Eric Jacobson: Let me ask you one last question and take it from the point of view of the very, very fearful investor, which we know there are a many out there right now, who are just really, really petrified about the prospect of rising rates.
Perhaps for as many reason reasons as just the press and the conventional wisdom that's out there, that perhaps those people don't know exactly where you and lot of the other folks in the institutional market stand, help them understand what you think is a reasonable expectation for what the dangers are for the next few years and what it would mean to own a fund like Total Return in that environment?
Bill Gross: Well, higher yields and lower prices are a function of number of things, primarily inflation and to some extent real interest rates, which themselves are a function of Mr. Bernanke and the Fed and their own policies toward inflation and growth. So, it's a tossed salad, so to speak, let's address the inflationary outlook.
Yes, from the standpoint of headline, it's been dominated by commodities and oil and food prices and on a annualized basis; you have 2.5%, to 3%, to 3.5% numbers. Those are probably unrealistically high, but our way of thinking the core, which is what Bernanke favors, at 1% is a little bit low. PIMCO would expect 2%-3% inflation going forward.
PIMCO would also expect the Fed in terms of its policy rate and real interest rates to at some point over the next 6 to 12 to 18 months to begin to renormalize those yields, and as we've talked about in terms of quantitative easing, to cease the purchasing of Treasuries. So, all of that in combination means that with inflation at 2.5% and with policy rates moving higher that perhaps a 10-year Treasury at 3.5% over the next year or two could move up by 50 to 100 basis points.
Now, what would that do to a bond fund invested only in 10-year Treasuries? It would probably subtract 5 points from its principal value while at the same time providing income over a year-and-a-half period of time of about 5 points, as well. So, it would put investors at a break-even type of level. So, if that's the downside.
If the worst you can do is you get all your money back, so to speak, after a year and a half, and the best you can do is 5%-plus if things moved in reverse, then it's certainly not a desperate type of situation in which investors should wonder whether they should put all of their money into gold or commodity funds or something that's going up as opposed to going down.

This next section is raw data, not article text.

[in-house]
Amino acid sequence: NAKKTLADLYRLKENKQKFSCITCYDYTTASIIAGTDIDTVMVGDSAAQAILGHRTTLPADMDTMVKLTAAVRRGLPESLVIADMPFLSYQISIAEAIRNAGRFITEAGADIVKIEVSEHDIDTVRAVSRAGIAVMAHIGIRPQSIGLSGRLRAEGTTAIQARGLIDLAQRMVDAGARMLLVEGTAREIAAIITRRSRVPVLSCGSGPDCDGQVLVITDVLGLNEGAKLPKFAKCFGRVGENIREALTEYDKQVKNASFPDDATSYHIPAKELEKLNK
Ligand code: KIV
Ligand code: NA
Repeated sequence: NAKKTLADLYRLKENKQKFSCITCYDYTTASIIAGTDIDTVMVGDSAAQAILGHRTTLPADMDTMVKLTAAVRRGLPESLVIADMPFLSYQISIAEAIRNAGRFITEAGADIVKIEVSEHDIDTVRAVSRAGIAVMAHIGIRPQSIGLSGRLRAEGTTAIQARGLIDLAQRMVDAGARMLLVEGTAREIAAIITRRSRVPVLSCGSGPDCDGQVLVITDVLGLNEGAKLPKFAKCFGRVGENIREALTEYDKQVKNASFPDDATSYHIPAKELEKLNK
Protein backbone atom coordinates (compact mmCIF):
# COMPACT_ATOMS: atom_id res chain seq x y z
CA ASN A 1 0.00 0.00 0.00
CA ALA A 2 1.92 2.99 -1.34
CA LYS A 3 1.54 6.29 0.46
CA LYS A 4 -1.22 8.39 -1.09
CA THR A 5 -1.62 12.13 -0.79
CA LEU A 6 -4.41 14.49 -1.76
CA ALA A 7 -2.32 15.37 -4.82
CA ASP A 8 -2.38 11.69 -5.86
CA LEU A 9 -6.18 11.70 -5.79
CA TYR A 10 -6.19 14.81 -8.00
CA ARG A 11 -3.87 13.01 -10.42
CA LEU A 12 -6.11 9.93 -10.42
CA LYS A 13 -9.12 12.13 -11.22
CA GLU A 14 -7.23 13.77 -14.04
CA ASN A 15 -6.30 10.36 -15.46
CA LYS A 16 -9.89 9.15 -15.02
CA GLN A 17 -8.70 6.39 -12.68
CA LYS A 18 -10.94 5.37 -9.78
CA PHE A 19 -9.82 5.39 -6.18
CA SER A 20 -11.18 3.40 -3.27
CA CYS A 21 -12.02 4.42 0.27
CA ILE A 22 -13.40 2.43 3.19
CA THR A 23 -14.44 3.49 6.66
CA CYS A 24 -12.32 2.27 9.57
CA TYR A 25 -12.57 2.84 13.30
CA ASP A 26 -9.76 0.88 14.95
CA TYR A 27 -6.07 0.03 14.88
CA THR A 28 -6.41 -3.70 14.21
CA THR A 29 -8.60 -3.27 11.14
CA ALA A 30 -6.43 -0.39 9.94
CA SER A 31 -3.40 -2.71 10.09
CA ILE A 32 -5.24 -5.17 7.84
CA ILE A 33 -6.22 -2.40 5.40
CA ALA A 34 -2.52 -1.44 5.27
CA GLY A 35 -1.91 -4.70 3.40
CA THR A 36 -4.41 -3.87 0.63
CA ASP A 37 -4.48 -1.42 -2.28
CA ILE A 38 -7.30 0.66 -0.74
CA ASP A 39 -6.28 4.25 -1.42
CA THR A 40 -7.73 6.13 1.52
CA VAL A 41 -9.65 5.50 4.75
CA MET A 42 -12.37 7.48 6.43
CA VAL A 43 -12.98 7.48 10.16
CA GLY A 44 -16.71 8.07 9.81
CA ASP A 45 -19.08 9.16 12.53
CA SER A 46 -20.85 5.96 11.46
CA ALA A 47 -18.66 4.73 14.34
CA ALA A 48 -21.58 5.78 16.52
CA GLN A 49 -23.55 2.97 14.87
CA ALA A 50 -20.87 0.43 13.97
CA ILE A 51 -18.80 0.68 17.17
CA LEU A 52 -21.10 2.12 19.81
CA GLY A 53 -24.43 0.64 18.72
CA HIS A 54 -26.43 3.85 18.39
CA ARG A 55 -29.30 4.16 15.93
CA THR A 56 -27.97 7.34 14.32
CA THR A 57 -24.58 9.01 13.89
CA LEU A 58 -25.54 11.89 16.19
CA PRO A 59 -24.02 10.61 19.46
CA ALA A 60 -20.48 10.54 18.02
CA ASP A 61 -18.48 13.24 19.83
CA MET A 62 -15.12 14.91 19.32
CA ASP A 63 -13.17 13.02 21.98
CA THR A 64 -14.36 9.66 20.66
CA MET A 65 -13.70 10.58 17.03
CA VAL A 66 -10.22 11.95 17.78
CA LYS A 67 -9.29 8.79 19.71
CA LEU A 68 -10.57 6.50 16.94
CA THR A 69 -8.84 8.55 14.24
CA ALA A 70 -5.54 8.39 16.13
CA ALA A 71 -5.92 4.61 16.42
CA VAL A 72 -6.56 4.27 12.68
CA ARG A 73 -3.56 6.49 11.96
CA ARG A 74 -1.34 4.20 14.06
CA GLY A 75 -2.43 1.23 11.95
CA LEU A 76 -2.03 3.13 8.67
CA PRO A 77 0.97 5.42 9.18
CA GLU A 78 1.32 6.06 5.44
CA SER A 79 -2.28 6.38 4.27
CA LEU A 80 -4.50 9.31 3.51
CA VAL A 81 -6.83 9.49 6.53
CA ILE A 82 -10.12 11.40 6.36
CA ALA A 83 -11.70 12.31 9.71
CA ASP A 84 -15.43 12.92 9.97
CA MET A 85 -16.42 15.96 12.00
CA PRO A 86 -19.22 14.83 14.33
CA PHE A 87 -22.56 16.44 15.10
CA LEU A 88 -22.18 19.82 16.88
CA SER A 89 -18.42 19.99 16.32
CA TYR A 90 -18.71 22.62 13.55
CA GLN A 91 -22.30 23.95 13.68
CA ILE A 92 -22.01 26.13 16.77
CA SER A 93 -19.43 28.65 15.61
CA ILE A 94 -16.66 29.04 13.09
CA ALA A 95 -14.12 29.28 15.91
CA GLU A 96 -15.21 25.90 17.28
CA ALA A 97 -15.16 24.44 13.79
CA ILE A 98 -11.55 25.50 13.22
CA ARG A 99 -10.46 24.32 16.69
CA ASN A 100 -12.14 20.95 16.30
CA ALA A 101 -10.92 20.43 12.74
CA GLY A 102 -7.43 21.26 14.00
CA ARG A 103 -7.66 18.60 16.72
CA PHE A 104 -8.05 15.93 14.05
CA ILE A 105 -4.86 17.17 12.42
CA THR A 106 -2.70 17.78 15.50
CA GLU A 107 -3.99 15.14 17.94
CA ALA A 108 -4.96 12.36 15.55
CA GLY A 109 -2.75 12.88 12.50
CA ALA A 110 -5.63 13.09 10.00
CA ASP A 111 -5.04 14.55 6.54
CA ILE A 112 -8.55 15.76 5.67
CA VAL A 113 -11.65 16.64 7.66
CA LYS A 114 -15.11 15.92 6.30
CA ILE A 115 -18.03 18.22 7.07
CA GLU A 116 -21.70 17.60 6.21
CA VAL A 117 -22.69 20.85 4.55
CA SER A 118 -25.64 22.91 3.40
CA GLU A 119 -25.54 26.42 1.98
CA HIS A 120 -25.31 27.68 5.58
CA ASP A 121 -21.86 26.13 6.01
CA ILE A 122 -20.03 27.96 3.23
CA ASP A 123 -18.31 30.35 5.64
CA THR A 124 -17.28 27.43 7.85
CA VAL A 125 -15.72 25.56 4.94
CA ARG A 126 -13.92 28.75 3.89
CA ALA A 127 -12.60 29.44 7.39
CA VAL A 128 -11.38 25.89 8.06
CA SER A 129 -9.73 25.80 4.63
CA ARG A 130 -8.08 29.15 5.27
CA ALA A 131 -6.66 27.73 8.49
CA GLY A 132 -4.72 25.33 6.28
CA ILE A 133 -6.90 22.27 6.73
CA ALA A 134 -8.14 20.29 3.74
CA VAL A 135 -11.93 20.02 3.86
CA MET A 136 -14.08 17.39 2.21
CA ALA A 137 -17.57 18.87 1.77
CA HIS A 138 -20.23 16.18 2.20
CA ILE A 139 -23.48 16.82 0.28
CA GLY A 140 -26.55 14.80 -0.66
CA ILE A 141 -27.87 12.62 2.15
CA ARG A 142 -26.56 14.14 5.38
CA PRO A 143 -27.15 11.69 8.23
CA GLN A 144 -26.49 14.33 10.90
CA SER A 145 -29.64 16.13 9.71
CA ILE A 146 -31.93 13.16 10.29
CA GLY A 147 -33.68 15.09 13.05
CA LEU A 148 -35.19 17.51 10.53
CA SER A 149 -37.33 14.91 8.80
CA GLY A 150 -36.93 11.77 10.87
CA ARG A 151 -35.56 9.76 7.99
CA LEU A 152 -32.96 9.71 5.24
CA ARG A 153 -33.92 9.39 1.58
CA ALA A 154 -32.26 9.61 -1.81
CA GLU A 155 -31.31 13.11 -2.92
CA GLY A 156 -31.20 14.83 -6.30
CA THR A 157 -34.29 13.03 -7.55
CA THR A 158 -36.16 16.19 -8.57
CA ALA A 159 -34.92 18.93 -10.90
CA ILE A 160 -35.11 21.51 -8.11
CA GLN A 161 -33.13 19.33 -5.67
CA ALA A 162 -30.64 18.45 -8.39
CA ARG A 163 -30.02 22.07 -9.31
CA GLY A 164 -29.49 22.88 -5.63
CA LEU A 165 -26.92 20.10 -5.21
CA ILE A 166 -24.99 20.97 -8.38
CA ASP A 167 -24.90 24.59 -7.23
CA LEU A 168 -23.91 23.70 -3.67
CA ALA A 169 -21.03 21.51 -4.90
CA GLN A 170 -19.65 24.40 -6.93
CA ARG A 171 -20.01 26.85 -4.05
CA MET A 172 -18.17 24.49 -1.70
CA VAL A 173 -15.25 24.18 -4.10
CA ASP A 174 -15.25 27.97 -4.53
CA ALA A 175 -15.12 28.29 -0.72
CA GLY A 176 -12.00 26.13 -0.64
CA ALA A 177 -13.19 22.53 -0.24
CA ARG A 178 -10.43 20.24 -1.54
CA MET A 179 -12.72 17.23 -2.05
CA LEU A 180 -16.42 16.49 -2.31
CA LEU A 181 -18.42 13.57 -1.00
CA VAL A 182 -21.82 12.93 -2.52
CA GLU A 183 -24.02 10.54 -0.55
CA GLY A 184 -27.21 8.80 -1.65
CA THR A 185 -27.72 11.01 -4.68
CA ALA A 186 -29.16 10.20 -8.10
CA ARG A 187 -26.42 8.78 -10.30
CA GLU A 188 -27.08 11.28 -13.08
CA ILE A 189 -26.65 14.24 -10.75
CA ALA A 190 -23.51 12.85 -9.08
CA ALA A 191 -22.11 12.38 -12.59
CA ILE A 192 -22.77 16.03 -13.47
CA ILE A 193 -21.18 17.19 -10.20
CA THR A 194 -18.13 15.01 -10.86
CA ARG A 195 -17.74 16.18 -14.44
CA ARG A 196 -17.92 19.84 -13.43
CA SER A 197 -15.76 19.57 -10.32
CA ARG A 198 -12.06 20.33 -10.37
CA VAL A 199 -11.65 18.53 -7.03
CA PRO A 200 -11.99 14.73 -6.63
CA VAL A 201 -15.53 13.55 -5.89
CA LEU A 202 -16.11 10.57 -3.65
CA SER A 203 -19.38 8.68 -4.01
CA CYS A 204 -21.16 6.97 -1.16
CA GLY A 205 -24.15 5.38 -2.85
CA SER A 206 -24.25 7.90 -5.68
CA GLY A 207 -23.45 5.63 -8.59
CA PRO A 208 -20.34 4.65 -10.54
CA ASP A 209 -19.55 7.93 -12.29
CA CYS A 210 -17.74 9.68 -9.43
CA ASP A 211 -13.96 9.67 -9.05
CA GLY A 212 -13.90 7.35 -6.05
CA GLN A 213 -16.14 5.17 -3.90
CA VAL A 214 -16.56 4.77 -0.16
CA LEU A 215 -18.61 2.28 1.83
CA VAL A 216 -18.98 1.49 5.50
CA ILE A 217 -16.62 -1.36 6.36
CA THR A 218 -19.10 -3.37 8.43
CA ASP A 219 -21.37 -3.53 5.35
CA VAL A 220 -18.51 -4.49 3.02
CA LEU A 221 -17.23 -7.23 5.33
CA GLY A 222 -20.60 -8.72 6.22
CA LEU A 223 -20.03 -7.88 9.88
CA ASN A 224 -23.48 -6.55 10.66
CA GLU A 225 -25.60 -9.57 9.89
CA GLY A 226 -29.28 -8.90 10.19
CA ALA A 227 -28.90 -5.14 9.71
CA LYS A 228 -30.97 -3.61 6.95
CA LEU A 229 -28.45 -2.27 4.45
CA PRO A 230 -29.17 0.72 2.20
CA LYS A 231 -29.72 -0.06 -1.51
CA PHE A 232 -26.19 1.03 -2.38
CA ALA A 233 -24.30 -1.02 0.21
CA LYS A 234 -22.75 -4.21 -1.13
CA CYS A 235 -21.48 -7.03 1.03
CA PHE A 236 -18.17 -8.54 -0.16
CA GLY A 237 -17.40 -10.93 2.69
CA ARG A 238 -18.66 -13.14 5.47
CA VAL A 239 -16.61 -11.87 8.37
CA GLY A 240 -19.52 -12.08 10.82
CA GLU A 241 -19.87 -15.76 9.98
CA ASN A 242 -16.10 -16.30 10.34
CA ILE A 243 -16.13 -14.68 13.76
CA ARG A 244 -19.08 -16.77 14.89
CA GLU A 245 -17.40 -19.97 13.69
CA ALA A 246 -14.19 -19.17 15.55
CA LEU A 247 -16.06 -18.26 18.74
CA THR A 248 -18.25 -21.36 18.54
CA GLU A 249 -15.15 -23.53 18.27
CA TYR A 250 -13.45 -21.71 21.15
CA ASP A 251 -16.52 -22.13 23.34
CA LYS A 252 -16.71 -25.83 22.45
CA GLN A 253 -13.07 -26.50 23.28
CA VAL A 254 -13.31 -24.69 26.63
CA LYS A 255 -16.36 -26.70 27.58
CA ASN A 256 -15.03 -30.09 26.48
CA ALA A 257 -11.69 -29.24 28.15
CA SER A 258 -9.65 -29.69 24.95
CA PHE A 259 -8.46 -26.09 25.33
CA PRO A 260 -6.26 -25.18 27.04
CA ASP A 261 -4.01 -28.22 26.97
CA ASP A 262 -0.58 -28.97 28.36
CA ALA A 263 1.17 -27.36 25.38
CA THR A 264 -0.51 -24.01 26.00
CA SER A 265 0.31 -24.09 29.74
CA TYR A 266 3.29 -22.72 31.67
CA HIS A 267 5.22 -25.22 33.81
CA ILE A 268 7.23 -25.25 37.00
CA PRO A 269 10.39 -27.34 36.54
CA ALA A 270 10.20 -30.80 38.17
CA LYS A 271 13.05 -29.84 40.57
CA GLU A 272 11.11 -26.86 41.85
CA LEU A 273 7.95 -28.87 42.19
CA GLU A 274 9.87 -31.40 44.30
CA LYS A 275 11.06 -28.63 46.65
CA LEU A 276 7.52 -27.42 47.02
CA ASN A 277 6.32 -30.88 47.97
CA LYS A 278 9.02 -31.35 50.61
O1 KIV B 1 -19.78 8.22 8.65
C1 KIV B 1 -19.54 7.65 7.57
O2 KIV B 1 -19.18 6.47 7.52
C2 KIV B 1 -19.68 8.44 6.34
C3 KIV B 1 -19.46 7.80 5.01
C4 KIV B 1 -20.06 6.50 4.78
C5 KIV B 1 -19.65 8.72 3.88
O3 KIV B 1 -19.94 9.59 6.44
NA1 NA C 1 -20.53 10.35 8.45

The bull market may have ended, but the bear market in bonds should be a gradual one and which investors still can use income to offset any type of price loss in bonds. And in terms of the Total Return fund, if duration becomes less of a focus and other spreads become more of a focus, then the 5.5% yield of the Total Return fund should represent a pretty decent target or objective for investors going forward in terms of not losing that principal as interest rates go up. So, that's what we hope.
We think the Total Return fund can provide investors with a 4%-5% return over the next five years. Is that great? Well, it's not as great as the last 30 years, but like I say, that was a result of interest rates coming down substantially since 1981. Those days are gone because we've have hit zero in terms of the policy rate, and we are just going to have to be less constrained duration-wise so that the 4%-5% becomes a practical possibility for investors going forward.
We're very mindful of what investors want. They want return; they don't want risk. And we are trying to put that all together to make sure that they get most of what they are looking for.